Gail: I found the one true YA novel I wrote more difficult. I was trying to do something much more complex and multi-leveled than I was in the Hannah and Brandon Stories. I also wrote that book in the third person, which was different for me and took some effort. The Hannah and Brandon Stories deal specifically with children. The adults are minor characters, so it is relatively easy to keep the stories child centered. In the YA book, I had some very strong adult characters, and it was hard to keep them from overwhelming the story and making the teenage main character seem bland in comparison.
Kelly: What I really love (among many things) about The Hannah and Brandon series is the role imagination plays in Hannah and Brandon’s play. Now, Brandon is a big fan of the television, while Hannah finds inspiration from books. Do you think television can inspire children in the same way written stories can?
Gail: I hate to be negative about television because I think in many ways it can enhance peoples’ lives. But if you’re asking if it can inspire imagination or creativity in children (or maybe anyone) the same way written stories can, I’m going to have to say no. I think television programs--programs that are the visual equivalent of a story, anyway--can provide models that will help a viewer learn story structure, just as reading can. You can get a feel for dialogue from TV just as you can from reading. But I think it’s true that watching TV is a little more passive. When you’re reading a book, no matter how good the description is, you still have to visualize the characters and settings yourself. You have to imagine and create that yourself. I think the fact that so much of what’s on television is the same probably discourages imagination/creativity, too. You get a lot of variations of the same setup, the same kinds of kid shows, the same kinds of sitcoms, the same kinds of cop shows. I think kids viewing so much that’s similar are going to accept that as normal--just as adults do, for that matter. They aren’t going to realize that a story should be a unique experience.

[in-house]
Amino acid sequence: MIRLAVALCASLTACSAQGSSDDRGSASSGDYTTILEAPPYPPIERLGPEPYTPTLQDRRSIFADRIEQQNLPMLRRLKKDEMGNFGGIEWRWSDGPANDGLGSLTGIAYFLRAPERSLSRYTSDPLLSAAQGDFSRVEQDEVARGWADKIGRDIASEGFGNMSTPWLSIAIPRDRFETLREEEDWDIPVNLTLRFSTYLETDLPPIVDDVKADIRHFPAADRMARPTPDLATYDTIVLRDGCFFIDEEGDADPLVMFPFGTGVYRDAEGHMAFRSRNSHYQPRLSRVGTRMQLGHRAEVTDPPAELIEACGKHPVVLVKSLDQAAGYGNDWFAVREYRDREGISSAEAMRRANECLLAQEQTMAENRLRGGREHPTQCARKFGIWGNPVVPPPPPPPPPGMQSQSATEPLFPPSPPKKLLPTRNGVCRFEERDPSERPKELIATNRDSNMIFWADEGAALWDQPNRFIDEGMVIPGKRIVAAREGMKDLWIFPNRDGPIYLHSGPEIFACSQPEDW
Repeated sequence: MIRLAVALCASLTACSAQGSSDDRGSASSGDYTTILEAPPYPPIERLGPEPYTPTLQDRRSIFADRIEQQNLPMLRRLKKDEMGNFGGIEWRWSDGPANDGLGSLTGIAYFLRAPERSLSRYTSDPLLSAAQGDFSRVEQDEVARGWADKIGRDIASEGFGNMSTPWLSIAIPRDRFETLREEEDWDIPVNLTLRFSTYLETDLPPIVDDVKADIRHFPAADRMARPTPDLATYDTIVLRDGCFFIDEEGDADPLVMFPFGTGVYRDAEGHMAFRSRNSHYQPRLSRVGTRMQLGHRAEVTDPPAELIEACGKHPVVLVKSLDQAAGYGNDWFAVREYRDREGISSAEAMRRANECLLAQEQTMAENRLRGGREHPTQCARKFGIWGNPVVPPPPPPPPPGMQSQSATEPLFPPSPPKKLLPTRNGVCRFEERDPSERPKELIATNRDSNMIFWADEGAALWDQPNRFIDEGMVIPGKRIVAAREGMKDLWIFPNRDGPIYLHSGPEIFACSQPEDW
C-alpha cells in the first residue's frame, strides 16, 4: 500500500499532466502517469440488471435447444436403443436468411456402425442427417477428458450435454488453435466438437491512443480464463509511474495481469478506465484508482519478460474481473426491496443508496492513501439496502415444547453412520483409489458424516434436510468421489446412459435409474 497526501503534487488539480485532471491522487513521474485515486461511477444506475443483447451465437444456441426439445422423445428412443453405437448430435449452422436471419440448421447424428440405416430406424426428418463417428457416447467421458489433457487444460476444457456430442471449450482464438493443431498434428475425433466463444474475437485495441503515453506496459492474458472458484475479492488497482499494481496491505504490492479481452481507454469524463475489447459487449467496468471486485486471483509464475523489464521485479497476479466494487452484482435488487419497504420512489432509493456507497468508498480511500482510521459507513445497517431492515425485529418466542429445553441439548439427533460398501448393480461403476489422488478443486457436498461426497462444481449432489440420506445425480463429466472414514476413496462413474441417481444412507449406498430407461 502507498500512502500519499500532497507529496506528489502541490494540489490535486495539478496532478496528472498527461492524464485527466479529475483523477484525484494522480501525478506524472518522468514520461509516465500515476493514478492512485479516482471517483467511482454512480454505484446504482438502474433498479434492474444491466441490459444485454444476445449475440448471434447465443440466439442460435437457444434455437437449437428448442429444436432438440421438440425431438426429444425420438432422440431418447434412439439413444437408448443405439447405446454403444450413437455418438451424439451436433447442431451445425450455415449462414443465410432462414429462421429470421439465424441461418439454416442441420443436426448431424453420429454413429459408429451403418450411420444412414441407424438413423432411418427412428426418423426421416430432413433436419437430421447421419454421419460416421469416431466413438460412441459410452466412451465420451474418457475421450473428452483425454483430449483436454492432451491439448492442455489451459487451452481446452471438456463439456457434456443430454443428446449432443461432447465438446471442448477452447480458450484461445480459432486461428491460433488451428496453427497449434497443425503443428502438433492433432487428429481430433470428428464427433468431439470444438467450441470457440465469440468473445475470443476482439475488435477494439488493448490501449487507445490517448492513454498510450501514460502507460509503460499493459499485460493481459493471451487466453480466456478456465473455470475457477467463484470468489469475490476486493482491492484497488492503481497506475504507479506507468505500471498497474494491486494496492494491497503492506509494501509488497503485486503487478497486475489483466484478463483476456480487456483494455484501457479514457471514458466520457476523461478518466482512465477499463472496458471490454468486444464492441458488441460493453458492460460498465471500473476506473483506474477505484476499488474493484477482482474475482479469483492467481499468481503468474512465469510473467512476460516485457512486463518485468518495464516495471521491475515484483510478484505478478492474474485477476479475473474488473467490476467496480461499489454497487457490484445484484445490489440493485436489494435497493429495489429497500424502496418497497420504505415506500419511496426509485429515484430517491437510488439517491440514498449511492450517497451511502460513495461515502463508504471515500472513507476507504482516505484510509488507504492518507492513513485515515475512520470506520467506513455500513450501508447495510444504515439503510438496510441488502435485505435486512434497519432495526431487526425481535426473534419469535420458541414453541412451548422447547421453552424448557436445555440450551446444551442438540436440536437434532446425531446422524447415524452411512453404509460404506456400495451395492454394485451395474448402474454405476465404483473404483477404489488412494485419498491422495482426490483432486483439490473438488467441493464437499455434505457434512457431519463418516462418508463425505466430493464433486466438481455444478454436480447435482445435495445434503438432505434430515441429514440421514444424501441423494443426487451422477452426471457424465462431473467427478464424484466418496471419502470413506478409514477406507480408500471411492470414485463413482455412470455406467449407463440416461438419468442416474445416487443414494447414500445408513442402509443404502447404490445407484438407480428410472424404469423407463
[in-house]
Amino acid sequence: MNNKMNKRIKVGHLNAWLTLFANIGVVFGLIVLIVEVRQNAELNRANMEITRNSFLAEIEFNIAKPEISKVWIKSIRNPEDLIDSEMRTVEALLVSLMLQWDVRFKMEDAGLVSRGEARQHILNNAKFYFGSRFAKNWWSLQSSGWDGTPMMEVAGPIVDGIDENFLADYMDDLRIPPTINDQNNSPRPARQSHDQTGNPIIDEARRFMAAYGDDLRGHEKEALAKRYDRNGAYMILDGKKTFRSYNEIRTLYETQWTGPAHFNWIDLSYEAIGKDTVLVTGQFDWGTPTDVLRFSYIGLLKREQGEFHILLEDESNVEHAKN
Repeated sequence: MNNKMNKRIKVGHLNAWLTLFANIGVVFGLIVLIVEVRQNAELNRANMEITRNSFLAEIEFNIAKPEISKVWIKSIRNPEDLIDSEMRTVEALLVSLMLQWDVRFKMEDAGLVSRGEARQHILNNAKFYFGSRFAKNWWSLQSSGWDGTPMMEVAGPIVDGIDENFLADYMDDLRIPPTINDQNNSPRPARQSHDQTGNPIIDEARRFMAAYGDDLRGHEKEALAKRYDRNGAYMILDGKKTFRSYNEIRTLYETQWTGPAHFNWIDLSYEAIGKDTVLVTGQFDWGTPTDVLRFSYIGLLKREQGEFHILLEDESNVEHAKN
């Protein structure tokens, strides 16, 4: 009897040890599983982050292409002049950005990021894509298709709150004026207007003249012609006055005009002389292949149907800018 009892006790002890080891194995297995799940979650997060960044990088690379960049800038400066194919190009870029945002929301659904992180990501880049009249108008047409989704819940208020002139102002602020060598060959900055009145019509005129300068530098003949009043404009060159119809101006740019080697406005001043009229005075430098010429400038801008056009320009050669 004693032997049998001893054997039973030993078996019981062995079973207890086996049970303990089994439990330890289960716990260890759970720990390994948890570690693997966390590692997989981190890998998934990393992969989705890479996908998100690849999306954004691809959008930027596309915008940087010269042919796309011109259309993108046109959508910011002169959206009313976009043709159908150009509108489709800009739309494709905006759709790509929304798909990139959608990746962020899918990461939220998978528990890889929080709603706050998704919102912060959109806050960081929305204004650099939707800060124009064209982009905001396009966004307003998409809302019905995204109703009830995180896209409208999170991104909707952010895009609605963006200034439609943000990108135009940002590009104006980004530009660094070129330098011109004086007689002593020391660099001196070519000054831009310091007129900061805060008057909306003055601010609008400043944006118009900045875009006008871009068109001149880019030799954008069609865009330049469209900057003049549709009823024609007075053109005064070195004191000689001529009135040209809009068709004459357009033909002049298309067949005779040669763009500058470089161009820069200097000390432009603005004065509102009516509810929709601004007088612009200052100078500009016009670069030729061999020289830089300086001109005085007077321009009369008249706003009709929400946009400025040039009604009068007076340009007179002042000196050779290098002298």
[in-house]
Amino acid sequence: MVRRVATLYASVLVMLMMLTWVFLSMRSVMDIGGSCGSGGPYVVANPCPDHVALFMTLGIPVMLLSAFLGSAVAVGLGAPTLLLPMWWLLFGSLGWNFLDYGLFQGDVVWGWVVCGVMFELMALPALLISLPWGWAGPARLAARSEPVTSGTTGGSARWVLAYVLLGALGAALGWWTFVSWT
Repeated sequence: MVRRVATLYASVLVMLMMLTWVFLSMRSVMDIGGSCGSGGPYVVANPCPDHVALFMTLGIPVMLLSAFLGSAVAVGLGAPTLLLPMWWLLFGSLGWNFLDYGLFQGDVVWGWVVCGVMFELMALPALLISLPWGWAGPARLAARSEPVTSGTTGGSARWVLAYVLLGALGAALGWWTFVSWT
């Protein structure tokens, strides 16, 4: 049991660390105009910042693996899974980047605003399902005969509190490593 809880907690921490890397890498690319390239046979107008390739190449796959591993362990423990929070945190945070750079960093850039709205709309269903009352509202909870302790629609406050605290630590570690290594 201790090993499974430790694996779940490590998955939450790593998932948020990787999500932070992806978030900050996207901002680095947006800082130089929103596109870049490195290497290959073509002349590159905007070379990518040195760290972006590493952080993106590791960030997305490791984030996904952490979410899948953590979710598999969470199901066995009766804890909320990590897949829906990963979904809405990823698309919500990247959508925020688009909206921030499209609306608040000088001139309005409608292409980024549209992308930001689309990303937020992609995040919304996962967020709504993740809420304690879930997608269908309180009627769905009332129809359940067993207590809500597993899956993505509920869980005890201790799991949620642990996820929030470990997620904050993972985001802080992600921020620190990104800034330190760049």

A few years ago, the local challenge and enrichment teacher asked me to come in and spend some time with a child she said was incredibly creative and gifted and such a good writer. I think the girl was only in second grade. She was very vocal and sophisticated, but the story she showed me, while very nice for such a small child, was clearly something she’d seen on TV. Either she actually told me so or I recognized it. We sat there and talked about her television viewing. I don’t think the little girl realized that the story wasn’t something she’d made up herself. (Evidently the teacher didn’t, either.) I don’t think there’s anything wrong with young children modeling their work on a TV show and learning how to structure a story in that way. You could call it a kind of training. But I think we adults should recognize that what they’re doing isn’t necessarily creative or gifted.